The Atmospheric Chemistry Observations & Modeling Laboratory (ACOM) in NCAR/UCAR is pleased to announce the second annual Ralph Cicerone Fellowship in Earth System Science. Dr. Cicerone was highly respected for both his research on atmospheric chemistry and for his influential leadership on related policy issues. He made important contributions to our understanding of the sources of greenhouse gases — particularly methane and nitrous oxide — and of the ozone layer and how human activities affect it. ACOM’s mission is to advance understanding and predictive capability of atmospheric composition and related processes, and to provide intellectual leadership and facility support to the wider community. This fellowship, in honor of Dr. Cicerone, provides an excellent opportunity to spend time working on a thesis, or final-project equivalent, with guidance from NCAR scientists and engineers.
Dr. Cicerone received his bachelor's degree in electrical engineering from the Massachusetts Institute of Technology and his master's and doctoral degrees from the University of Illinois in electrical engineering, with a minor in physics. He held a variety of academic and research positions over the years, beginning with the University of Michigan before becoming a Research Chemist at the Scripps Institution of Oceanography at the University of California, San Diego. In 1980 he was a Senior Scientist and served as the director of the Atmospheric Chemistry Division (now the Atmospheric Chemistry Observations & Modeling Laboratory [ACOM]) at the National Center for Atmospheric Research in Boulder, Colorado until 1989. In 1989 he accepted an offer to build an interdisciplinary department of geosciences at the University of California, Irvine and was appointed the Daniel G. Aldrich Professor of Earth System Science at the University of California, Irvine. Dr. Cicerone served and chaired the Department of Earth System Science into the early 1990s before being appointed as dean of physical sciences for the next four years, and then Chancellor at the University of California, Irvine until becoming the President of the National Academy of Sciences in 2005. He retired in 2016 after serving the Academy for 11 years as its president.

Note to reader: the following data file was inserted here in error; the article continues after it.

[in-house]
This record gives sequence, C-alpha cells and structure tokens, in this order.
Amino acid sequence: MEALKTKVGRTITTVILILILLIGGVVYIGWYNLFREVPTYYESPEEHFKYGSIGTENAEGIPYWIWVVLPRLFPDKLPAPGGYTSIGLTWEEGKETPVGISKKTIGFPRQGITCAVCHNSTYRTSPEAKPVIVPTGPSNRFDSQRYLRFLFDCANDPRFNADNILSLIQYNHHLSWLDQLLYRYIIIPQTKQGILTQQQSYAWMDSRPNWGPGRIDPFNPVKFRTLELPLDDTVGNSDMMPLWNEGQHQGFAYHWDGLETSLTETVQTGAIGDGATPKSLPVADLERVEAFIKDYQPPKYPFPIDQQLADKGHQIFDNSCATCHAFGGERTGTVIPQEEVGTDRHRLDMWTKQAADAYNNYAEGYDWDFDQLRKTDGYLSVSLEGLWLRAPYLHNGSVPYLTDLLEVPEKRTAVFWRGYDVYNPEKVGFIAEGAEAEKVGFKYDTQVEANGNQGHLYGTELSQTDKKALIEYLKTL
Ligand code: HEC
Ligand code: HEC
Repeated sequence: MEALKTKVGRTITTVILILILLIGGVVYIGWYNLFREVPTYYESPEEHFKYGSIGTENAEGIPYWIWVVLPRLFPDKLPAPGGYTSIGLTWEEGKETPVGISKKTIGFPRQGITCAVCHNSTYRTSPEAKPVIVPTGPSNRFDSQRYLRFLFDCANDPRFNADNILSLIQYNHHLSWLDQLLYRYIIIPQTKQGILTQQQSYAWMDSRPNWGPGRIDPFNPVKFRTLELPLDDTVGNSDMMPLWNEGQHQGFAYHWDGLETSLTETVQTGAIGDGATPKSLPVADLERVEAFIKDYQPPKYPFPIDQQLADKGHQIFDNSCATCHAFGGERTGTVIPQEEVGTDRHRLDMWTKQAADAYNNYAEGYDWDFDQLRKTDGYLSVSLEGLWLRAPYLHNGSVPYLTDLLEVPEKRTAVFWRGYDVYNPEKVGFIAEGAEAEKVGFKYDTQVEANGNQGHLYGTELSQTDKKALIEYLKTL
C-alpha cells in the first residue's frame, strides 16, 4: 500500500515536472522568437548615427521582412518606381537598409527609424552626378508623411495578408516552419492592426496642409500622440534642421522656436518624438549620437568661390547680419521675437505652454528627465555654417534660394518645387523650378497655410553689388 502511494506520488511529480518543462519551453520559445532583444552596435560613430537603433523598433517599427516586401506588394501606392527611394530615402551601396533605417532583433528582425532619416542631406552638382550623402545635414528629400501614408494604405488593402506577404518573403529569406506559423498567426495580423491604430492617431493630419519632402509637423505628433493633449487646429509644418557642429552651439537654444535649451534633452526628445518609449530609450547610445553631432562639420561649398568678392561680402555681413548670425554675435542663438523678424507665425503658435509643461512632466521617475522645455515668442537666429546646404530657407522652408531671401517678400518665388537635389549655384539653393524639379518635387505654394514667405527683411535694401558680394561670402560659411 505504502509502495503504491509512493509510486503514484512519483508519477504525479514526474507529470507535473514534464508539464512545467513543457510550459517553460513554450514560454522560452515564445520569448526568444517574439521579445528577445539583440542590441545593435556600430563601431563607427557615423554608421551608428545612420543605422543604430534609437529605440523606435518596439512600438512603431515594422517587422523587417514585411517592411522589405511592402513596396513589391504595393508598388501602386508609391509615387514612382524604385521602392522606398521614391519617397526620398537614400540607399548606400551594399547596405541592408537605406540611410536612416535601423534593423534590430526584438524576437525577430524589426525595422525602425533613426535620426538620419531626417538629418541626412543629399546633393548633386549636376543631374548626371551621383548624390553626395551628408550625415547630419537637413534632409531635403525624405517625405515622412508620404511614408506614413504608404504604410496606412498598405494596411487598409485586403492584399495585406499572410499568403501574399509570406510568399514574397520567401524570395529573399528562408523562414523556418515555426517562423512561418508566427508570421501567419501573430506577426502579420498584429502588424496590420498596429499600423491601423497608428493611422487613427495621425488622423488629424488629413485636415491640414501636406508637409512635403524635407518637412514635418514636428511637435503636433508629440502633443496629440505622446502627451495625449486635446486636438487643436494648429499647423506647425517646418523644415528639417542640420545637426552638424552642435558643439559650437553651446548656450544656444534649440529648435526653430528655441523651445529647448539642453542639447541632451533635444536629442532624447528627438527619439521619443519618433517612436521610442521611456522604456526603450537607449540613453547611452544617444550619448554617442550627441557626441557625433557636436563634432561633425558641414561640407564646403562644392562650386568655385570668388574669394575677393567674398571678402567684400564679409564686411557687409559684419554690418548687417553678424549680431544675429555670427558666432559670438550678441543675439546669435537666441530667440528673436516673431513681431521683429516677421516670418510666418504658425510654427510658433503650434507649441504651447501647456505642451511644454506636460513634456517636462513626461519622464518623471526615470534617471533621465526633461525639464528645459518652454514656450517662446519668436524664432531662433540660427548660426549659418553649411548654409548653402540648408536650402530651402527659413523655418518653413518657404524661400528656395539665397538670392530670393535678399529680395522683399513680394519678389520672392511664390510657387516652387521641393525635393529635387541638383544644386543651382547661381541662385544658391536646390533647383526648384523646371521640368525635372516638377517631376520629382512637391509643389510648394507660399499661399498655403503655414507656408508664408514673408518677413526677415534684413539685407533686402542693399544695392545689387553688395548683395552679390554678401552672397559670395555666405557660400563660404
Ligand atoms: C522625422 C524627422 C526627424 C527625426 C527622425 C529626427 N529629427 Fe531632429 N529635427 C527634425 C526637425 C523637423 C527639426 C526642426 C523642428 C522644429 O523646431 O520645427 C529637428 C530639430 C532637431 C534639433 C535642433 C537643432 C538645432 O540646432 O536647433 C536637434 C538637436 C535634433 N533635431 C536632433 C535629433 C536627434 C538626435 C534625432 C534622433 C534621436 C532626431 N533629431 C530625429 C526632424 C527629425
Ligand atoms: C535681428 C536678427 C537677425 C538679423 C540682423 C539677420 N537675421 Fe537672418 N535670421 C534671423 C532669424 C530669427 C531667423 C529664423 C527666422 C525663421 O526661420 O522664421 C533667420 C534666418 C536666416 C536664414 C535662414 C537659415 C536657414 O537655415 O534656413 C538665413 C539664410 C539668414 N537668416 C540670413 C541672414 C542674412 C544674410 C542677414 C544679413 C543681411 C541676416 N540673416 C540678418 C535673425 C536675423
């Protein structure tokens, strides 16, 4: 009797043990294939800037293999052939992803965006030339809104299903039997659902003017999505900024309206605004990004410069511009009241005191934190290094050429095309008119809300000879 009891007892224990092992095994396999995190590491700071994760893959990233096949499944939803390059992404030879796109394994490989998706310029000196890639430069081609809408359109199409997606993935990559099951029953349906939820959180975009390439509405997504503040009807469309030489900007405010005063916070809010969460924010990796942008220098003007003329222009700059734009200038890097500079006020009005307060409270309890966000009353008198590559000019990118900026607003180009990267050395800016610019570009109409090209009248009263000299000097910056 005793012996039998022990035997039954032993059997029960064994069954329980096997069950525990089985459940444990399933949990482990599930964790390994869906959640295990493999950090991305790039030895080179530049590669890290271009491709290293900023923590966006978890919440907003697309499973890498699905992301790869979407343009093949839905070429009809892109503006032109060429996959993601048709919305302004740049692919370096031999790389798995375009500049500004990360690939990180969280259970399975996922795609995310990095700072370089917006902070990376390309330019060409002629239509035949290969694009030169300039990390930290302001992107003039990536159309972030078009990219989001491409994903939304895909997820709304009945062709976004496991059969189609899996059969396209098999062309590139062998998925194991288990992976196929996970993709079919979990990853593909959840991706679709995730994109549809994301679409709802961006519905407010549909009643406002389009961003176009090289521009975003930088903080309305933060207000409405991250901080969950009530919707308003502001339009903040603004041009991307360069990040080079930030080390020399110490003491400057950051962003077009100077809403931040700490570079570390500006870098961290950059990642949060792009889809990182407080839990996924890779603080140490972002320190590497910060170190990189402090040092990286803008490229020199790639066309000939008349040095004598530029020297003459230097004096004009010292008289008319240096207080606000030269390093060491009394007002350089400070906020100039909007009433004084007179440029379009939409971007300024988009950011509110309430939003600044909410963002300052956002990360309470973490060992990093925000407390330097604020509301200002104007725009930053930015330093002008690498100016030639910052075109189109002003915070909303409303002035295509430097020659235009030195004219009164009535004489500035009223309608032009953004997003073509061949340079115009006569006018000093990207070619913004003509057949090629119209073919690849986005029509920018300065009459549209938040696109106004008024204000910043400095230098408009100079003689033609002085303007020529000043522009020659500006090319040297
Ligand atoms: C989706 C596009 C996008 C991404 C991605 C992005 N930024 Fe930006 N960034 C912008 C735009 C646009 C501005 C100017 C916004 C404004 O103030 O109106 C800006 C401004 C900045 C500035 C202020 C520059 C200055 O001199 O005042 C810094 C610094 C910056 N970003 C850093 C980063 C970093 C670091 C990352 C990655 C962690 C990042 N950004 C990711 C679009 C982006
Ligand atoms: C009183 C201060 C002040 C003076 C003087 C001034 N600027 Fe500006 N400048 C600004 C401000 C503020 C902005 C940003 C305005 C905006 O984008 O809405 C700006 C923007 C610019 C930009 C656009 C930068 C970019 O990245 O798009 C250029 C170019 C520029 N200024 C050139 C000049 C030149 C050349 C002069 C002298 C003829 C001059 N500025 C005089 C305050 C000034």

In 2001, Dr. Cicerone led a US National Academy of Sciences study on the current state of climate change and its impact on the environment and human health, as requested by President George W. Bush. Four years later, Ralph became the President of the National Academy of Sciences. As President of the Academy, he was asked to give testimony to both the US Senate and House of Representatives and also fostered strong links with the Royal Society.
Dr. Cicerone’s research and policy contributions have been recognized with major awards. These include the Franklin Institute’s Bower Award for Achievement in Science in 1999, the 2002 American Geophysical Union Roger Revelle Medal, and the World Cultural Council’s Albert Einstein World Award of Science in 2004. Dr. Cicerone passed away in 2016.
For questions, please contact Dr. Rebecca Hornbrook at email@example.com.